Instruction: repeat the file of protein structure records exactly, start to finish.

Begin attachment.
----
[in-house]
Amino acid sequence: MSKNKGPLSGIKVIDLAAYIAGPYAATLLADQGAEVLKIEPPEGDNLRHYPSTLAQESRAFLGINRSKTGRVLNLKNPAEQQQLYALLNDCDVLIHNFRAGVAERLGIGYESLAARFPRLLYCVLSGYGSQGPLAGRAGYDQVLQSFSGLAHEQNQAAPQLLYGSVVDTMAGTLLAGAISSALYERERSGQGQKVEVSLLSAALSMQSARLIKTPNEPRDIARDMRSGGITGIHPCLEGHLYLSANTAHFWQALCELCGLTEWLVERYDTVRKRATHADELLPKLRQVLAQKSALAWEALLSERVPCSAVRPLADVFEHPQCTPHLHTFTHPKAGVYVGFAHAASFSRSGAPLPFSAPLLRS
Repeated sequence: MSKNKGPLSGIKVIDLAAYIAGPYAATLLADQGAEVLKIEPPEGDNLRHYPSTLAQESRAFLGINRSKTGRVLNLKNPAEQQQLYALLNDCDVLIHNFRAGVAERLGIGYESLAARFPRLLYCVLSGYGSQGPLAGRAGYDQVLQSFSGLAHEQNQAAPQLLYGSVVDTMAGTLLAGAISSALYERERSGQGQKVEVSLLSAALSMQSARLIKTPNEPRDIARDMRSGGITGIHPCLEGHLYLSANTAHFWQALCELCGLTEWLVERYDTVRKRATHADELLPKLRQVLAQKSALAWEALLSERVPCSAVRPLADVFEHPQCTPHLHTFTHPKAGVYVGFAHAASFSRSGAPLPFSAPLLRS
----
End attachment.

[in-house]
Amino acid sequence: MSKNKGPLSGIKVIDLAAYIAGPYAATLLADQGAEVLKIEPPEGDNLRHYPSTLAQESRAFLGINRSKTGRVLNLKNPAEQQQLYALLNDCDVLIHNFRAGVAERLGIGYESLAARFPRLLYCVLSGYGSQGPLAGRAGYDQVLQSFSGLAHEQNQAAPQLLYGSVVDTMAGTLLAGAISSALYERERSGQGQKVEVSLLSAALSMQSARLIKTPNEPRDIARDMRSGGITGIHPCLEGHLYLSANTAHFWQALCELCGLTEWLVERYDTVRKRATHADELLPKLRQVLAQKSALAWEALLSERVPCSAVRPLADVFEHPQCTPHLHTFTHPKAGVYVGFAHAASFSRSGAPLPFSAPLLRS
Repeated sequence: MSKNKGPLSGIKVIDLAAYIAGPYAATLLADQGAEVLKIEPPEGDNLRHYPSTLAQESRAFLGINRSKTGRVLNLKNPAEQQQLYALLNDCDVLIHNFRAGVAERLGIGYESLAARFPRLLYCVLSGYGSQGPLAGRAGYDQVLQSFSGLAHEQNQAAPQLLYGSVVDTMAGTLLAGAISSALYERERSGQGQKVEVSLLSAALSMQSARLIKTPNEPRDIARDMRSGGITGIHPCLEGHLYLSANTAHFWQALCELCGLTEWLVERYDTVRKRATHADELLPKLRQVLAQKSALAWEALLSERVPCSAVRPLADVFEHPQCTPHLHTFTHPKAGVYVGFAHAASFSRSGAPLPFSAPLLRS